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Originally published Monday, October 24, 2011 at 4:44 PM

Corrected version

Audit: Seattle schools followed law in MLK sale

Seattle Public Schools followed state law and district policy when the School Board voted last year to sell the former Martin Luther King Elementary School to the lowest bidder, First African Methodist Episcopal Church, the state auditor has found.

Seattle Times staff reporter

quotes Just because the law was followed doesn't mean they did the right thing. Does the... Read more
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Seattle Public Schools followed state law and district policy when the School Board voted last year to sell the former Martin Luther King Elementary School to the lowest bidder, First African Methodist Episcopal Church, the state auditor has found.

In a lengthy report issued Monday on the controversial deal, State Auditor Brian Sonntag also found that the district obtained a valid market-value appraisal of the property.

The audit, sparked by citizen complaints to a hotline, also found no evidence the district's former executive facilities manager, Fred Stephens, an influential First AME congregant, participated in the decision-making process regarding the sale.

In a statement Monday, School Board Vice President Michael DeBell said, "The auditor confirms that we had an open, public process and the board handled the sale of this school appropriately."

DeBell, in an interview Monday, said the school was the last of five to be converted to community centers under what he described as a successful program using state and city funding.

The sale was the subject of a Seattle Times report in June, which chronicled how the district passed up an offer worth as much as $9.7 million from The Bush School, located next to the school, in favor of a $2.4 million bid from First AME funded by taxpayer dollars.

Bush, an affluent private school in Madison Valley, wanted to tear down the building and turn the property into sports fields and a playground, with public access on weekends and the summer. The district also passed up an offer from a neighborhood group that had a concrete proposal for youth- and social-services programs.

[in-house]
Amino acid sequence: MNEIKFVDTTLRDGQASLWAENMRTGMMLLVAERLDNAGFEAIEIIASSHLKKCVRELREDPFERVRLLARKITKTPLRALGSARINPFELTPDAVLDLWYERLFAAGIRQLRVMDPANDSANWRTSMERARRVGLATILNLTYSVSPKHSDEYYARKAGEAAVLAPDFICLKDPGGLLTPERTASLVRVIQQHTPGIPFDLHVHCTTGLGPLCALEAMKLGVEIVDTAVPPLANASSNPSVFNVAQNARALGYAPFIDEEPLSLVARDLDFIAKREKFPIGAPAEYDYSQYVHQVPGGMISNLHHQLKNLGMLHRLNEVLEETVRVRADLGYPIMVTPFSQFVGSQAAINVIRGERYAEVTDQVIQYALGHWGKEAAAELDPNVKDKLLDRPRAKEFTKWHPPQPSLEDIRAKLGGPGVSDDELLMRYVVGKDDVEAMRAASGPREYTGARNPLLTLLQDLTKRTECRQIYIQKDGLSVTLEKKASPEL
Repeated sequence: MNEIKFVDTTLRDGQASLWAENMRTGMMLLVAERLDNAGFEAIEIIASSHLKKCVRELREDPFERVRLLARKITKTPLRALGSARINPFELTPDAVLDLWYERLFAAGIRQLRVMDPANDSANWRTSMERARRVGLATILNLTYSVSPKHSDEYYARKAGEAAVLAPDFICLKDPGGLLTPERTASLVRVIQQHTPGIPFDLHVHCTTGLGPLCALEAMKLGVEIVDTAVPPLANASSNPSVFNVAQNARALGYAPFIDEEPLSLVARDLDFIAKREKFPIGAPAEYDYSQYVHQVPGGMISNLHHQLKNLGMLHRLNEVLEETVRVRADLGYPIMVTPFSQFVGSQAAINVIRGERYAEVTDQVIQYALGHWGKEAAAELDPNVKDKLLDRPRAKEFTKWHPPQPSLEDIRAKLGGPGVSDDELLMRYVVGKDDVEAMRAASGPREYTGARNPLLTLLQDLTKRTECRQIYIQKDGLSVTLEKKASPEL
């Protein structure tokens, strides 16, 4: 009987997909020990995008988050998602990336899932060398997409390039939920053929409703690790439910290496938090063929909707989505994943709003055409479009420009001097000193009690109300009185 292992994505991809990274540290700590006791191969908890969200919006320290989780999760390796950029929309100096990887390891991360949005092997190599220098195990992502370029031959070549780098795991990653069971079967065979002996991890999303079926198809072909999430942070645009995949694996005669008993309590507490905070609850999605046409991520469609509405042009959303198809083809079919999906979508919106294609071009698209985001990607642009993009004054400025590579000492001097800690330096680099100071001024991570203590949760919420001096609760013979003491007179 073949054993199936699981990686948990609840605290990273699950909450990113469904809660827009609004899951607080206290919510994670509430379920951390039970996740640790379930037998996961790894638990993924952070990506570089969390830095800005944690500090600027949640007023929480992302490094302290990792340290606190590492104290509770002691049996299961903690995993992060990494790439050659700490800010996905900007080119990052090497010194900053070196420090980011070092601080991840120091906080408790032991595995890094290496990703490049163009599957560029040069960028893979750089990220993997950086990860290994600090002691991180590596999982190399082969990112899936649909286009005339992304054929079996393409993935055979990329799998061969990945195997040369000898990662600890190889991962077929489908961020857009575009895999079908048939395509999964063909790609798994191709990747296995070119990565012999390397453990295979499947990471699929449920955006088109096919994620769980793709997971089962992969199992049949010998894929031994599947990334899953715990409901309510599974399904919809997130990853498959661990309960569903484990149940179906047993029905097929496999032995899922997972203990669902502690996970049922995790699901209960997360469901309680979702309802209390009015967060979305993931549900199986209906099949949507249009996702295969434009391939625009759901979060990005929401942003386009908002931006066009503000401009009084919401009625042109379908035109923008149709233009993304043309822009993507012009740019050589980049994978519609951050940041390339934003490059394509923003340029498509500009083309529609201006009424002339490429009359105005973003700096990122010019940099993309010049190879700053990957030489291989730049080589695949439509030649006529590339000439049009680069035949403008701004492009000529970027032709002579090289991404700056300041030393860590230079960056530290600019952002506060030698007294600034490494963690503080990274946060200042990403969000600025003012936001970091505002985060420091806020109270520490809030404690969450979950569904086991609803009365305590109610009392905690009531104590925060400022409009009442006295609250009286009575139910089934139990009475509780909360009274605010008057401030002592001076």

The Times story described how the district bent over backward to get the empty school into the hands of well-connected First AME. The audit also documented those efforts, while finding them to be within rules.

The sale was the first test of a revised policy that allowed a low bidder to purchase a surplus school as long as the bidder committed 50 percent of the property to youth programs and social services.

The School Board voted to sell MLK to the church in October 2010, prompting a subsequent search by First AME to find tenants to provide youth and social programs at the site.

In a statement Monday, the school district said the sale price was equal to the fair market value as established by an independent appraisal. Auditors noted that the price exceeded 90 percent of the appraised value, as required by law.

The district also said First AME has made a number of improvements to the building to ensure the site is used as a community center, including reroofing half of the main building and all of a portable. First AME also has done asbestos abatement throughout the building and general repairs to the classrooms and exterior lot, the district said.

Under a 40-year covenant requiring the site be used to benefit youth education, First AME must provide a detailed report to the district by Dec. 31 showing the progress it has made.

Citing the covenant, auditors found state funding for the acquisition wasn't a gift of public funds.

First AME has reported that the Community Center on the property is open from 7:30 a.m. to 9 p.m. daily, with free use of the gym and auditorium to youth and service programs five days a week, the district said. A playground also is available when not in use by the center.

Norwood Brooks, a volunteer who heads the First AME effort, said Monday that a boiler also has been fixed and that 10 of 12 classrooms have been leased to a variety of for-profit and nonprofit organizations, offering services that include dance, tutoring and day-care administration.

More than 800 youth participated in programs in the gym and auditorium between June and September, including Seattle University students and Camp Fire USA members, Brooks said.

"I think we are well ahead of what we need to do," he said.

Auditors found that former facilities official Stephens, who now works for the U.S. Department of Commerce in Washington, D.C., did not use "any influence" to favor First AME or pass inside knowledge of the sale process to anyone related to First AME. The conclusion was based on documents and emails, as well as interviews with current and former district officials, including Stephens, the audit report said.

Stephens also came under scrutiny early this year in the school-district scandal involving its minority and small-business contracting office, which he supervised. A state audit found $1.8 million in district funds had been misspent in a program rife with cronyism.

The auditor's only recommendation stemming from the MLK matter was that the district establish a formal plan for employees to recuse themselves from a decision — a process the district said it is already using.

Information from Seattle Times archives is included in this story.

Steve Miletich: 206-464-3302 or smiletich@seattletimes.com

Information in this article, originally published Oct. 24, 2011, was corrected Oct. 25, 2011. A previous version of this story indicated Michael DeBell was president of the Seattle School Board. DeBell is vice president.

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